On the front lines of climate change, Greenland harbors a unique convergence of indigenous communities, research field stations, and policy debates about the future of the Arctic. It is an ideal location for Dartmouth’s new Polar Environmental Change program, offered through a grant by the National Science Foundation’s Integrative Graduate Education and Research Traineeship (IGERT) program.
Dartmouth’s IGERT is designed to facilitate collaborative research that transcends traditional disciplinary boundaries and considers the human dimensions of climate change.
Ross Virginia, the Myers Family Professor of Environmental Science and director of the Institute of Arctic Studies at Dartmouth, was in Greenland last summer with part of his team developing curriculum for an IGERT field seminar beginning this summer.
Dartmouth’s IGERT, which funds a total of 30 two-year fellowships over five years, requires significant work on top of the work assigned by each student’s home department. Dartmouth IGERTs have to take additional courses in polar science, policy and ethics; participate in seminars and other training opportunities; design research that includes a significant polar focus; and take part in a challenging field seminar in Greenland. IGERT, currently in its first year of programming, has seven Ph.D. students. Next year the number will nearly double, when five or six new fellows join.
The current IGERT fellows will be the first to experience the month-long field seminar in Greenland, where three locations will host the fellows and faculty during the summer of 2010. The first is the Kangerlussuaq International Science Support(KISS) facility, a former US airbase now housing many international projects. Kangerlussuaq is currently the hub of US science going in and out of Greenland, and the location is ideal for the IGERT program because of its close proximity to the Greenland Ice Sheet. Virginia says that KISS’s easy access to the ice sheet will be crucial to the students’ experience in Greenland.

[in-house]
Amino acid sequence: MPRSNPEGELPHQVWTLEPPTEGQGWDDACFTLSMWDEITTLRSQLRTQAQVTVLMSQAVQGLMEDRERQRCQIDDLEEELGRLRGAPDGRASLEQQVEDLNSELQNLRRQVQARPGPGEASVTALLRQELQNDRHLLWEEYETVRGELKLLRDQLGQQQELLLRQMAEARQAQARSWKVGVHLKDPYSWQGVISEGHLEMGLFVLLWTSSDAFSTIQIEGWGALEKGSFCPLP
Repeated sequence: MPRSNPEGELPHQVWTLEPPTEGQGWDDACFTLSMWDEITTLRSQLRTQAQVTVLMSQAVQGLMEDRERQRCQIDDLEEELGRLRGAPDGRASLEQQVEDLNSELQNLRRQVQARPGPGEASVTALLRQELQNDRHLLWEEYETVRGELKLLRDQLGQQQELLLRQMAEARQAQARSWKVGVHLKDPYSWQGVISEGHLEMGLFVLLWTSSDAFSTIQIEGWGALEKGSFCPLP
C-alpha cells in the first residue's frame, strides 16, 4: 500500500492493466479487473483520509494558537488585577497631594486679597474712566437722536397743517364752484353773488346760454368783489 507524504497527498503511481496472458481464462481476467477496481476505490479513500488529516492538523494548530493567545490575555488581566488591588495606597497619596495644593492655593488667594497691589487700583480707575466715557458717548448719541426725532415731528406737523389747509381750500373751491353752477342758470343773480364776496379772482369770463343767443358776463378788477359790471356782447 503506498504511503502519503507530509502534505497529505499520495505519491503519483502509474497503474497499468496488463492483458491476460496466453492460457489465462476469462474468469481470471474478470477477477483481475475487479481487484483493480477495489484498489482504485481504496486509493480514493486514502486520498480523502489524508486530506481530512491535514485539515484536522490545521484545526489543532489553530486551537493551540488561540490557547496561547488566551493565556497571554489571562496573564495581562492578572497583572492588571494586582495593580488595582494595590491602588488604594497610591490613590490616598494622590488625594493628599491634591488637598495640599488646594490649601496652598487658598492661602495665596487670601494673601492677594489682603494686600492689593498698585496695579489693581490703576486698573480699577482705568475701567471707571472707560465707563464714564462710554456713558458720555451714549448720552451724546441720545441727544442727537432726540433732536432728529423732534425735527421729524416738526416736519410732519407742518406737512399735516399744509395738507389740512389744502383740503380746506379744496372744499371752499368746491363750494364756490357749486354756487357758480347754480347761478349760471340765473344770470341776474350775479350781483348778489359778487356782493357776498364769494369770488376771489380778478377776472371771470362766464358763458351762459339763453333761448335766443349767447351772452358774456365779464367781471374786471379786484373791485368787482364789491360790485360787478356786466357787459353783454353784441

“We really want to bring the students out there and have them learn how to read the landscape,” he said. “That becomes the basis for trying to understand how the system’s going to respond to the rapid climate change we’re seeing now.”
After gathering samples from the field in Kangerlussuaq, the team will travel to Summit Station, on the Greenland Ice Sheet, and then Nuuk, Greenland’s capital and largest city at 14,000 people. There, the students will study the social and political ramifications of climate change. The goal is to encourage student interaction with the local residents and to explore the impact these environmental changes have on native populations.
“We’re really excited about immersing ourselves in the Greenlandic culture and really connecting with the people,” Gifford Wong, a current IGERT fellow, said. Wong is a Ph.D. candidate in earth sciences.
Simone Whitecloud, an IGERT fellow who travelled to Greenland with Virginia last summer, is also looking forward to forging a human connection. Whitecloud, a Ph.D. student in ecology and evolutionary biology, kept a blog during last summer’s trip with fellow IGERT earth sciences fellow Laura Levy.
“My one frustration during the trip was that it’s very easy to go there and be isolated from the Greenlandic culture,” she said. “I’m really excited for the summer when we get to go to Nuuk and be immersed.”
In Nuuk, the students will be working closely with members of the Inuit Circumpolar Council (ICC) to learn how their activities have been instrumental in promoting political, economic and social development in Greenland and how outsiders might help support these efforts. The fellows will also work with students from the University of Greenland, collaborating on how to effectively communicate scientific information on climate change. IGERT students will be taking a course during spring term at Dartmouth to help prepare them.
“The course will cover the ways in which we perceive, quantify, and experience change. The question we want to answer is how can traditional knowledge and western science work together to create a more holistic understanding of climate change?” Virginia said.
Different disciplines within the Dartmouth community have all been collaborating on the IGERT project. Students and faculty from the ecology, earth sciences, and engineering are all involved in the IGERT.
“Dartmouth’s intimate environment is an asset, and the IGERT is a way to interact with more faculty than you’d have in one department here,” IGERT fellow Lauren Culler said. Culler is a PhD candidate in ecology.
“The polar sciences are inherently interdisciplinary,” Virginia said, “and it’s making each science better by collaborating. It really is a big step for Dartmouth to challenge students to really do something together. IGERT fellows are expected to developing a solid grounding in their field of research while also understanding the impact science can have on influencing policy.
The IGERT students are very excited about the upcoming summer field study and research in Greenland and beyond.
“I absolutely love being in the IGERT,” Whitecloud said. “It’s sort of created an instant family network of support that I hadn’t even known I was missing before. I like the interaction of minds that work in different ways.”